Microsoft showed its plans for Windows 10 across a wide range of devices this week, but absent from its discussions was talk of the new operating system on ARM tablets. According to the company, it still plans to support ARM devices, but with some conditions.

Windows RT, the ARM-based operating system that powers Microsoft’s Surface and Surface 2 tablets, is essentially being discontinued by the company, as it won’t receive Windows 10. Terry Myerson, head of the operating system team at Microsoft, notably dodged the question of whether ARM-powered Surface tablets would receive Windows 10, merely saying the company was “working on an update for Windows RT.” Microsoft later clarified that the update “will have some of the functionality of Windows 10.”

Microsoft won’t entirely stop supporting ARM devices, however, but there will be restrictions for what devices Windows 10 will be offered on.

When asked by Neowin what kind of ARM devices would be supported by Windows 10, a Microsoft spokeswoman provided the following statement: “ARM devices will continue to be a crucial part of the range of devices Windows 10 supports, with an optimized experience for ARM-based phones, phablets and small tablets up to 8 inches. This week, we demonstrated the Windows 10 experience on phones for the first time and announced a coming technical preview for phones.”

Windows RT is essentially dead, long after hardware partners pulled their support for Microsoft's ARM operating system for tablets.

The decision to abandon Windows support on ARM tablets with screens larger than 8 inches comes after Microsoft’s hardware partners largely abandoned the low-power chips on tablets soon after the Windows RT launch in 2012. Lenovo stopped selling Windows RT products shortly after its launch, saying Intel chips eliminated the need for ARM-powered Windows tablets. Dell dropped Windows RT in 2013, leaving Microsoft as the only company selling tablets with the operating system until Nokia launched its Lumia 2550 later that year.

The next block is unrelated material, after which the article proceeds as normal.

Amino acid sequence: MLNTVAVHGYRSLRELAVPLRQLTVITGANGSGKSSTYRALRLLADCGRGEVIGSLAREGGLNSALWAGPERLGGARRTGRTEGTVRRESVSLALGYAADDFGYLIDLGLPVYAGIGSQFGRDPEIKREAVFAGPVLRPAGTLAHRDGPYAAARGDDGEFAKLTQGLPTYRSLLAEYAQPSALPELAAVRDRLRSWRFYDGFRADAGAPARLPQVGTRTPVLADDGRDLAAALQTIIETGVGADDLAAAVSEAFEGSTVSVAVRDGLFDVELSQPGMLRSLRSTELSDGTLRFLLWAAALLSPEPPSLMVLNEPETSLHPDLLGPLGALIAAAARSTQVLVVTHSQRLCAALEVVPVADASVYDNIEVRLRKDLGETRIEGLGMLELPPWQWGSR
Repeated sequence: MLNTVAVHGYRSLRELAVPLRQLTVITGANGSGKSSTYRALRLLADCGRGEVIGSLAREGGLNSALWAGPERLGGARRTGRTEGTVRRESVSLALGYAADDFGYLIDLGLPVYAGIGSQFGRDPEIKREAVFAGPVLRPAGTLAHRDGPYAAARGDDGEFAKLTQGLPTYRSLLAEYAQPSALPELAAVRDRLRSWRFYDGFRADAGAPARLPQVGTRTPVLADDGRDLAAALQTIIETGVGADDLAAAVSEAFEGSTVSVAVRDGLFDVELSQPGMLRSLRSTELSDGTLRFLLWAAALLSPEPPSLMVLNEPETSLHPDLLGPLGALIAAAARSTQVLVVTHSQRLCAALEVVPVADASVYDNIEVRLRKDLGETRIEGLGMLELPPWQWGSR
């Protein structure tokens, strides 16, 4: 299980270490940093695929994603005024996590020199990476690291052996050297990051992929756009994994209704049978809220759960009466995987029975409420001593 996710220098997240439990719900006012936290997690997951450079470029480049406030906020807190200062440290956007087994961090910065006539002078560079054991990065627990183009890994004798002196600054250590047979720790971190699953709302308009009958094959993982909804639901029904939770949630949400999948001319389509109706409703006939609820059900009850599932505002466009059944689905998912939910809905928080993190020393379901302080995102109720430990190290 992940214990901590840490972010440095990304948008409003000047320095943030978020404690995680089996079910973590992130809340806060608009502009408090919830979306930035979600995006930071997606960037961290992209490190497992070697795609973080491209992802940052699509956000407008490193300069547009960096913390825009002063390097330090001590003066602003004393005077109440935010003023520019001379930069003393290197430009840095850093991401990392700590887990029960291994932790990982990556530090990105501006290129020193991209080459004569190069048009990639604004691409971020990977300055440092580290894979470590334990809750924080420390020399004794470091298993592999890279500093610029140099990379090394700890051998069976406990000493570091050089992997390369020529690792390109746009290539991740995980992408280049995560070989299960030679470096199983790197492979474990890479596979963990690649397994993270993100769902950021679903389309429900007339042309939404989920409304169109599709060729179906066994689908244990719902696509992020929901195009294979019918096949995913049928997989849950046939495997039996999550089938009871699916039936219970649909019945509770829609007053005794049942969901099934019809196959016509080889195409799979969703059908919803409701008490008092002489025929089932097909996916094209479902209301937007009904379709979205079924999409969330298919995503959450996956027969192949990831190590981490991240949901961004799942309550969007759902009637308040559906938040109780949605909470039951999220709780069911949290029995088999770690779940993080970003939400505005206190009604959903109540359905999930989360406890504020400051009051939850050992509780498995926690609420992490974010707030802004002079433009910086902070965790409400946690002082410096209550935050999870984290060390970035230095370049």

Partners pulling support for Windows RT quickly led to speculation that Windows RT would be discontinued, though several reports instead claimed it would be merged with Windows Phone. Microsoft declined to discuss its ARM tablet strategy at its first Windows 10 event in September, though it’s now clear that the company doesn't view the chips as essential to its strategy of offering Windows on larger tablets.

A Microsoft spokeswoman told Neowin the company will “have more to share in the coming months” regarding Windows 10 on ARM devices. The company will release its Windows 10 for smartphones preview in February, though more information about Windows 10 for small ARM tablets may not come until well after that preview program begins.

Based on previous leaks about Microsoft’s plan for Windows on mobile devices, it’s highly likely that Windows 10 for small ARM tablets will largely be the same as its version for smartphones, though it may have some slight modifications, such as the ability to view the homescreen in landscape view.

A major benefit to using the same style of interface on small tablets and smartphones could be the loss of the desktop, which was derided in reviews of Microsoft’s ARM tablets. Despite offering the desktop, the Surface and Surface 2 only supported bundled legacy applications and Microsoft’s Office suite, leaving the familiar environment with little purpose in Windows RT.

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